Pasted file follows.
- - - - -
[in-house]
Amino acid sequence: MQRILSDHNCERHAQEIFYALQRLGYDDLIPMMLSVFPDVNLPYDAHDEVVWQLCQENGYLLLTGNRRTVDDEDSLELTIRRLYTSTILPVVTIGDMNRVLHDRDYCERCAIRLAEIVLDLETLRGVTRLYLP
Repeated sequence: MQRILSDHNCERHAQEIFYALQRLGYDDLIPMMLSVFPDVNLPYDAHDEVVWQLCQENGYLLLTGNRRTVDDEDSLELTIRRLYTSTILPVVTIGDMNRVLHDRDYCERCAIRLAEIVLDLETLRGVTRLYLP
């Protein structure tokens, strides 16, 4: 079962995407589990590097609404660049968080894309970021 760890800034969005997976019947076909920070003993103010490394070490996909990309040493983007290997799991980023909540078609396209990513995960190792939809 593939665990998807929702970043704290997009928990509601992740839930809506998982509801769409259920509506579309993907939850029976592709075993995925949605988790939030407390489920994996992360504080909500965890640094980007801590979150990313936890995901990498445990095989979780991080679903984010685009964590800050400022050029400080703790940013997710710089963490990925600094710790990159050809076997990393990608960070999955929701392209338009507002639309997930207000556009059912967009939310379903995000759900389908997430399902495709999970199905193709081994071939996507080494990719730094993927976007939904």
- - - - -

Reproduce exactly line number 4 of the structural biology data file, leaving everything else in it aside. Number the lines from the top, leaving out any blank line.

């Protein structure tokens, strides 16, 4: 079962995407589990590097609404660049968080894309970021 760890800034969005997976019947076909920070003993103010490394070490996909990309040493983007290997799991980023909540078609396209990513995960190792939809 593939665990998807929702970043704290997009928990509601992740839930809506998982509801769409259920509506579309993907939850029976592709075993995925949605988790939030407390489920994996992360504080909500965890640094980007801590979150990313936890995901990498445990095989979780991080679903984010685009964590800050400022050029400080703790940013997710710089963490990925600094710790990159050809076997990393990608960070999955929701392209338009507002639309997930207000556009059912967009939310379903995000759900389908997430399902495709999970199905193709081994071939996507080494990719730094993927976007939904």